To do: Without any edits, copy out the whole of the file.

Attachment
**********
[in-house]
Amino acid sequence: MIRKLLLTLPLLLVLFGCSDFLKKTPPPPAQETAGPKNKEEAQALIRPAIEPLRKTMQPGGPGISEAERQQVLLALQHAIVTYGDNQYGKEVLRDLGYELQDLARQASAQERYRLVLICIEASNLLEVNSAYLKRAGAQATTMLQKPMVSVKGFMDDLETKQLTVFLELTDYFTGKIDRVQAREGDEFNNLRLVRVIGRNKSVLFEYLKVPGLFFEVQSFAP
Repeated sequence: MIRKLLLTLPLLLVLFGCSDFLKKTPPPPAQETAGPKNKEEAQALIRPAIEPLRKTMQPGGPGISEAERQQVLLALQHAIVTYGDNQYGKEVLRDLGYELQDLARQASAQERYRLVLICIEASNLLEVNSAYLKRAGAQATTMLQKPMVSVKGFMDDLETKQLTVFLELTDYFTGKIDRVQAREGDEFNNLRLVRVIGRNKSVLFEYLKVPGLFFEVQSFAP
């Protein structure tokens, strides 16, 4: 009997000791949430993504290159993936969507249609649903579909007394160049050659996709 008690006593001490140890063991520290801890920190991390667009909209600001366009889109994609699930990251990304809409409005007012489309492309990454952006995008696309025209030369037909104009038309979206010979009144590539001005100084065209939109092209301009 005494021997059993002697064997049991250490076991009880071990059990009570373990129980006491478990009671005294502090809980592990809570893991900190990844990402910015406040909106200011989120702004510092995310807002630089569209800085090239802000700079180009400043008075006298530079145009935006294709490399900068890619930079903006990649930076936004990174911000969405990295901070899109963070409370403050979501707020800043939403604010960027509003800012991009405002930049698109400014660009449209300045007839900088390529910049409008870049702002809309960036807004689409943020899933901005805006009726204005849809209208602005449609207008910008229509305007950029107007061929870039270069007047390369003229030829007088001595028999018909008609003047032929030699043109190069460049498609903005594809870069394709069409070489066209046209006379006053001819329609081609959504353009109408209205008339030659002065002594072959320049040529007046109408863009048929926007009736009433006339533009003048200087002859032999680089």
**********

[in-house]
Amino acid sequence: MIRKLLLTLPLLLVLFGCSDFLKKTPPPPAQETAGPKNKEEAQALIRPAIEPLRKTMQPGGPGISEAERQQVLLALQHAIVTYGDNQYGKEVLRDLGYELQDLARQASAQERYRLVLICIEASNLLEVNSAYLKRAGAQATTMLQKPMVSVKGFMDDLETKQLTVFLELTDYFTGKIDRVQAREGDEFNNLRLVRVIGRNKSVLFEYLKVPGLFFEVQSFAP
Repeated sequence: MIRKLLLTLPLLLVLFGCSDFLKKTPPPPAQETAGPKNKEEAQALIRPAIEPLRKTMQPGGPGISEAERQQVLLALQHAIVTYGDNQYGKEVLRDLGYELQDLARQASAQERYRLVLICIEASNLLEVNSAYLKRAGAQATTMLQKPMVSVKGFMDDLETKQLTVFLELTDYFTGKIDRVQAREGDEFNNLRLVRVIGRNKSVLFEYLKVPGLFFEVQSFAP
């Protein structure tokens, strides 16, 4: 009997000791949430993504290159993936969507249609649903579909007394160049050659996709 008690006593001490140890063991520290801890920190991390667009909209600001366009889109994609699930990251990304809409409005007012489309492309990454952006995008696309025209030369037909104009038309979206010979009144590539001005100084065209939109092209301009 005494021997059993002697064997049991250490076991009880071990059990009570373990129980006491478990009671005294502090809980592990809570893991900190990844990402910015406040909106200011989120702004510092995310807002630089569209800085090239802000700079180009400043008075006298530079145009935006294709490399900068890619930079903006990649930076936004990174911000969405990295901070899109963070409370403050979501707020800043939403604010960027509003800012991009405002930049698109400014660009449209300045007839900088390529910049409008870049702002809309960036807004689409943020899933901005805006009726204005849809209208602005449609207008910008229509305007950029107007061929870039270069007047390369003229030829007088001595028999018909008609003047032929030699043109190069460049498609903005594809870069394709069409070489066209046209006379006053001819329609081609959504353009109408209205008339030659002065002594072959320049040529007046109408863009048929926007009736009433006339533009003048200087002859032999680089």